The Florida Bar

Ethics Opinion

Opinion 66-13

March 18, 1966
Advisory ethics opinions are not binding.
An assistant state attorney should not, as a private practitioner, represent a husband in a divorce
suit when the state attorney’s office has brought support proceedings in behalf of the wife against
the husband.


Chairman Kittleson stated the opinion of the committee:
A member of The Florida Bar has requested the Committee’s advice on the
question discussed below. Under existing policies of the Board of Governors, the
Committee may give advice only to Florida lawyers concerning their own present
or proposed conduct; in other words, the Committee cannot give advice
concerning the conduct of a third party but only that of the inquiring lawyer
himself. We assume that this inquiry falls within the policy stated above.
We are presented with the following question. A lawyer engaged in private
practice also holds public office as an assistant state attorney, which is only a
part-time position. Under the Uniform Reciprocal Enforcement of Support Law,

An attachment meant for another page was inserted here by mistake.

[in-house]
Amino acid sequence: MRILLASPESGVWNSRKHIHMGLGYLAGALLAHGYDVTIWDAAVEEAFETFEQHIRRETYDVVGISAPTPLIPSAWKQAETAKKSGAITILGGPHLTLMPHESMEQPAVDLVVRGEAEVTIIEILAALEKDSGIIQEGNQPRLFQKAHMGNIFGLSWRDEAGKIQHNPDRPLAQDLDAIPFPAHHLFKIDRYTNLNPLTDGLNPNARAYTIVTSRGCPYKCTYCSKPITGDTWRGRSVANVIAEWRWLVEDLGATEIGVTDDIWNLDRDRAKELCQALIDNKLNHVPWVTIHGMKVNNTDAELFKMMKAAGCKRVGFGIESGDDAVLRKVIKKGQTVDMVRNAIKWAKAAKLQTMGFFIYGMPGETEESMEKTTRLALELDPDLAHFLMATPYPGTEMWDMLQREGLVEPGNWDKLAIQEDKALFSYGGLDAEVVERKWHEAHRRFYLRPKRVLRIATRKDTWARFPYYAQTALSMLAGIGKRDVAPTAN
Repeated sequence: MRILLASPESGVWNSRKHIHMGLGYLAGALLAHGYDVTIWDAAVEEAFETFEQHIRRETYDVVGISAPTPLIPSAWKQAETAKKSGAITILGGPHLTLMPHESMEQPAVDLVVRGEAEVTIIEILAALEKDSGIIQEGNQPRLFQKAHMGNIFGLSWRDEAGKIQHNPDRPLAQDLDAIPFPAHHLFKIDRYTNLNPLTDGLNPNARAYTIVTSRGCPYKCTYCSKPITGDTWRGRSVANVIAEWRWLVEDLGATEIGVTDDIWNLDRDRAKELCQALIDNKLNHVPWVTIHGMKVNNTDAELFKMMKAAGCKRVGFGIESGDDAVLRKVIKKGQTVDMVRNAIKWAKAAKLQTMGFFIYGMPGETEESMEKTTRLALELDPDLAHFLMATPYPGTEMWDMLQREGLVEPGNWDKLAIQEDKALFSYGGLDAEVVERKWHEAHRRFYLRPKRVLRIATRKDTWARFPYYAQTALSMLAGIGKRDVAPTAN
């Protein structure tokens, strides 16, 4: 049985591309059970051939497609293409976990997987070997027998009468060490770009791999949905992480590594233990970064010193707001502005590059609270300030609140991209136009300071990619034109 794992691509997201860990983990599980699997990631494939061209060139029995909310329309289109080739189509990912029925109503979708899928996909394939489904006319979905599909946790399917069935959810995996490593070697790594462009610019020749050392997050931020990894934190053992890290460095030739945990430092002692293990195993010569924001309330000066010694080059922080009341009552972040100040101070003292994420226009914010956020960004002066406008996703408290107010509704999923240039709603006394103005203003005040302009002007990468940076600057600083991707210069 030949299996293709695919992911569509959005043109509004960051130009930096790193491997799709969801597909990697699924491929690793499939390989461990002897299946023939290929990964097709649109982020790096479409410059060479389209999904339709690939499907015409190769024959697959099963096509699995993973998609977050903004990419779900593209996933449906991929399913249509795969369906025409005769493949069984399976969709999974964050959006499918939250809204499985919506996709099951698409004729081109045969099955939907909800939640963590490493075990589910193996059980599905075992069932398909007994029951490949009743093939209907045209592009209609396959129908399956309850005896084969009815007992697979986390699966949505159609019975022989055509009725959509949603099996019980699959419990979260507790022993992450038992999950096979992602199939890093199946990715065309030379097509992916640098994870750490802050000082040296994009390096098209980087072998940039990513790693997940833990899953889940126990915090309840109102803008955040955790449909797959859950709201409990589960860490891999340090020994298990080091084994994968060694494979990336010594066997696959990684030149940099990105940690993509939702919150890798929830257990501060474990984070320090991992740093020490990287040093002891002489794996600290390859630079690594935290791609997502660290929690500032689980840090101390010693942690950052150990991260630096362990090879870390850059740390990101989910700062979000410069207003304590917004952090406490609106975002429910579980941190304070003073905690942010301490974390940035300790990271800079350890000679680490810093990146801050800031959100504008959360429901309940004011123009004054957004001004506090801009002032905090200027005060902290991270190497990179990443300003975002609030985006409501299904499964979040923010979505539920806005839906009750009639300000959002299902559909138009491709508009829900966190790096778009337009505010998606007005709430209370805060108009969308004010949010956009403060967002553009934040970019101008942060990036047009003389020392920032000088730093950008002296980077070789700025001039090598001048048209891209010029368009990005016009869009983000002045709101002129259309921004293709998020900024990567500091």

F.S. 88.011 (1965), which is effective in Florida, each state attorney has certain
statutory responsibilities, and in a proper case he may be obligated to represent an
out-of-state wife against a resident husband. The question is whether an assistant
state attorney, in his capacity as a private practitioner, may properly represent a
husband in a divorce suit against a wife, where the state attorney (for whom the
first lawyer is an assistant) has brought support proceedings in behalf of the wife
against the husband, pursuant to the statute.
The Committee believes that the lawyer should decline such a representation, because of
the substantial risk of justified public misunderstanding.